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Subject: RE: Is 'gear' really that important?
From: GUEST,Whistle Stop
Date: 24 Feb 06 - 01:34 PM

Casting this as an "either/or" proposition is a great way to come up with the wrong answer. Is gear important? Sure. Is it something that we sometimes focus on too much? Sure. I suspect that was Chris Smithers's point, not that gear isn't important.

To choose an arbitrary example, Martin Simpson sounds better when he plays a good guitar -- and a good guitar sounds better when Martin Simpson plays it.


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Subject: RE: Is 'gear' really that important?
From: Tootler
Date: 24 Feb 06 - 01:40 PM

Many superb whistle players seem to manage very well on instruments costing just a few quid.


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Subject: RE: Is 'gear' really that important?
From: Grab
Date: 24 Feb 06 - 02:03 PM

If you know exactly what sound you want, you can choose the gear to make that sound.

If you don't know what sound you want, you're just using gear for the sake of it.

The gear is nothing without the knowledge of how to use it.

Graham.


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Subject: RE: Is 'gear' really that important?
From: GUEST,Jim
Date: 24 Feb 06 - 02:22 PM

I own two flat top 6 string Dreadnought guitars. One is a 1962 Martin D21 worth at least ten times as much as my 1958 Goya Goliath. When the Martin is in need of new strings and the strings on the Goya have just been changed, the Goya is my guitar of choice.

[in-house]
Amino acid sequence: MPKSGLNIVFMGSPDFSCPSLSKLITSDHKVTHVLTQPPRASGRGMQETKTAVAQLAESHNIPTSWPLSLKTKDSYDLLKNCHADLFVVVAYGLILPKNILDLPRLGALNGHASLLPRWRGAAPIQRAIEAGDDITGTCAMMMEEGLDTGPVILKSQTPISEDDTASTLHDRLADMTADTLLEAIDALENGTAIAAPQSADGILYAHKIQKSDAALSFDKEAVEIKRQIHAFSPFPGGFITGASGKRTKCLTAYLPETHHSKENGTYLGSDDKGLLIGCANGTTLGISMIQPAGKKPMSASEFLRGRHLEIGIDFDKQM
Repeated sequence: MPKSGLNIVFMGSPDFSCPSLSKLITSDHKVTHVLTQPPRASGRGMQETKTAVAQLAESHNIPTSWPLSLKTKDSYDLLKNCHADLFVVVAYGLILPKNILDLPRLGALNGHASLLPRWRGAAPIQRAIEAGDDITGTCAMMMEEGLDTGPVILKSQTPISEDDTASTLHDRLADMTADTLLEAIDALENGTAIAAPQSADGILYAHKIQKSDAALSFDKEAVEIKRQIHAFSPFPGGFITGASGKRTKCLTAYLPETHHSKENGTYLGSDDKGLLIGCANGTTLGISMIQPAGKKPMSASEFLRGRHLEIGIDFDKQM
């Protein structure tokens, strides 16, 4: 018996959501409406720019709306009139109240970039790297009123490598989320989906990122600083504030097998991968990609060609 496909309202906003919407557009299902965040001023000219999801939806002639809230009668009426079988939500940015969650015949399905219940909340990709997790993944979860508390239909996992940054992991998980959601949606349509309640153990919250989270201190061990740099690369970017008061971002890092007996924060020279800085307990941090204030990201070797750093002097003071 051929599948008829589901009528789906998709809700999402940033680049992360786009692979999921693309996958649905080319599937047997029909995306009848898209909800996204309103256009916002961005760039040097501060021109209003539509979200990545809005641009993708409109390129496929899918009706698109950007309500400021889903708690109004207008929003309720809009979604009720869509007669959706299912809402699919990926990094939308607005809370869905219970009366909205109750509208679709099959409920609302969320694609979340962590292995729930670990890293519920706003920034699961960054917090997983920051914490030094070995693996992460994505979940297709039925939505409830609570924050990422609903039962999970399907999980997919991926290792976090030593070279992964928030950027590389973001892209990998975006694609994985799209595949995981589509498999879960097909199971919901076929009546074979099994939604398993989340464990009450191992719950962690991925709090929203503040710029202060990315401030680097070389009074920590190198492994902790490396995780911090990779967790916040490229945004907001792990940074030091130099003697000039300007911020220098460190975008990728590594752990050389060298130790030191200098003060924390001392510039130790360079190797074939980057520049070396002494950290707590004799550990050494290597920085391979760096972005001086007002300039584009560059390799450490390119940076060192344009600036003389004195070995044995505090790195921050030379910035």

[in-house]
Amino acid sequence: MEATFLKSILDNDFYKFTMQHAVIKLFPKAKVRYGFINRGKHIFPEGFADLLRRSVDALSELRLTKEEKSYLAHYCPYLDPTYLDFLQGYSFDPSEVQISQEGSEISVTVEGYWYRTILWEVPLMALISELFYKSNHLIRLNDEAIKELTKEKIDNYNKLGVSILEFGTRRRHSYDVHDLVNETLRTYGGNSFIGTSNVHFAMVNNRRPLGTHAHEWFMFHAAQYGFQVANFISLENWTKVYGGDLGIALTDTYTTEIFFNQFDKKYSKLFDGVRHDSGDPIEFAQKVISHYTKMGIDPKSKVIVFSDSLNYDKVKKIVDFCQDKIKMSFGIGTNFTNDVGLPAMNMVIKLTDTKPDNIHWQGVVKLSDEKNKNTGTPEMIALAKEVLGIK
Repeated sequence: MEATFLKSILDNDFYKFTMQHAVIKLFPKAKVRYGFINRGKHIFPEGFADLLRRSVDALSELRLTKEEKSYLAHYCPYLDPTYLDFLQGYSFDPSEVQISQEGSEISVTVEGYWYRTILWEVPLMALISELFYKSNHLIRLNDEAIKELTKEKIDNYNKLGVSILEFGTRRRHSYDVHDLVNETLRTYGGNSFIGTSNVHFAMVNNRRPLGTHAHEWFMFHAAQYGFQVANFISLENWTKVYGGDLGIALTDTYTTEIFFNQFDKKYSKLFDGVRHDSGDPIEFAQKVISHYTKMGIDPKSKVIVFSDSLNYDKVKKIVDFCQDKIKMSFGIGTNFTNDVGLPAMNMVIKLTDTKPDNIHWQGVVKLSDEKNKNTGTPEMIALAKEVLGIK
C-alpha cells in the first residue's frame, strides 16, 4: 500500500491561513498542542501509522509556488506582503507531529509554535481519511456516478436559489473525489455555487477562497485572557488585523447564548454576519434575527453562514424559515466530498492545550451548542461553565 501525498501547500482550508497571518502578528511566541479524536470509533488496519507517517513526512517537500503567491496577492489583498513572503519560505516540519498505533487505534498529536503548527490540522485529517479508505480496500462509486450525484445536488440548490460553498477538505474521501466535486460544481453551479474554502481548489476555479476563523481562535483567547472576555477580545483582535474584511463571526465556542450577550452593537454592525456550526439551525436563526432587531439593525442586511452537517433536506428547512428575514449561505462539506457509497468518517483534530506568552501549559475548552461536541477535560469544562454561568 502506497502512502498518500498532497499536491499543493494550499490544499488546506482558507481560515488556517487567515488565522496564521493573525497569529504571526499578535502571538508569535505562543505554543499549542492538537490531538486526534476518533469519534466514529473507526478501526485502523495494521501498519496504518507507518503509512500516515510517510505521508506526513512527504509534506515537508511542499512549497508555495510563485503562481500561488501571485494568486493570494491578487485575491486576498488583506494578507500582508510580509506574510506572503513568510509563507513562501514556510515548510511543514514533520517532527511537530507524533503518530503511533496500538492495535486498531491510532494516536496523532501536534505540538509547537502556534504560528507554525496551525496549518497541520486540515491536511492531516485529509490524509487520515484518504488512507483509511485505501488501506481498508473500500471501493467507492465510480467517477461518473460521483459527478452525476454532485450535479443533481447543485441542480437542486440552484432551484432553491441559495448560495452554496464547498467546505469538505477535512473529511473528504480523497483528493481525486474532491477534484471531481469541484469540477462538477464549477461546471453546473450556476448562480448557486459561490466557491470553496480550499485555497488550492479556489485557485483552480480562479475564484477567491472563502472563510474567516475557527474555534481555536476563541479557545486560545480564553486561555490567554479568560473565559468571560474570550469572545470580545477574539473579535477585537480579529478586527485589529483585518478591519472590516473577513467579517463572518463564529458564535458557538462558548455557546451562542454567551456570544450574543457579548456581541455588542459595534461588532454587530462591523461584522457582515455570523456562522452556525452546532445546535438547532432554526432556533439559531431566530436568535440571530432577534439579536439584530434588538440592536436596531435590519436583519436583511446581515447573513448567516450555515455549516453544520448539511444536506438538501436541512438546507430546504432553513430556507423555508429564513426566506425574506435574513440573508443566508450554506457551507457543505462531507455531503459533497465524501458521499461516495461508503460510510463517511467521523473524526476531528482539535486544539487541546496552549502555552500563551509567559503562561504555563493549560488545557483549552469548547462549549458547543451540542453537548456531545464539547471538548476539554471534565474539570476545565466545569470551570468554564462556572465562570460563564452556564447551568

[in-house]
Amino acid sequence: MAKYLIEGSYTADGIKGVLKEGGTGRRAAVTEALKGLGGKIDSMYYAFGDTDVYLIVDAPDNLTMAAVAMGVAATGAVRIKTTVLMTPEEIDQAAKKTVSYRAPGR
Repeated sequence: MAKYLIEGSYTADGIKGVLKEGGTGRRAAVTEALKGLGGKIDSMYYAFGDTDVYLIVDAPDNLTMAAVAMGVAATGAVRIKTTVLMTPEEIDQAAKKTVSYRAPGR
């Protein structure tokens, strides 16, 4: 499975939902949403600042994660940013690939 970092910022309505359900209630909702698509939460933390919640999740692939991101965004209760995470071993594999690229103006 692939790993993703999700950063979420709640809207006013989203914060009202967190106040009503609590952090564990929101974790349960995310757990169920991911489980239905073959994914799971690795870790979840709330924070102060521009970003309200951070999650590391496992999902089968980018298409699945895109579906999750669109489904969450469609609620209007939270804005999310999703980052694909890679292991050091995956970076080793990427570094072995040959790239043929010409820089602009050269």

It's amazing what a $10 change will do.


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Subject: RE: Is 'gear' really that important?
From: Cluin
Date: 24 Feb 06 - 03:11 PM

You can't push a wet noodle uphill. But you can pull it.



Now if I could just figure out what that means.


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Subject: RE: Is 'gear' really that important?
From: GUEST,gearhead
Date: 24 Feb 06 - 04:29 PM

..or you could drop the wet noodle onto the top of the hill
from out of a helicopter..

there you go..

purpose and 'gear' united to acomplish the intended goal !


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Subject: RE: Is 'gear' really that important?
From: M.Ted
Date: 24 Feb 06 - 05:48 PM

You have to fool around with the gear quite a bit to learn what it can do, and then to make sure that you can get it to work when you want. I'm sure we've all seen people do the old "I just got this new thing today and I'm going to try it out for the first time here on stage" routine--and we know it always goes wrong--


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Subject: RE: Is 'gear' really that important?
From: GUEST,toenails John
Date: 25 Feb 06 - 01:00 PM

I believe it is. I personally have good gear, but i won't talk about myself, but my experence of someone else.

I know a chap who used to attend sessions on a casual basis. he played a beat up crap suzuki guitar,(bright red with flowers, you may have seen the odd 1) and used to do the odd charity gig, amped up by mic's, leads amps amd speakers that quite frankly should have gone down with the Titanic. He was crap because his sound was.

2 years ago this same man inherited a bit of money, and decided to invest in the music, and try getting a few gigs properly. He Bought a Martin Dreadnought, origanally a HK Audio rig, but now uses E'V's,with a Mackie Desk plus decent mic's stands, leads and all the rest.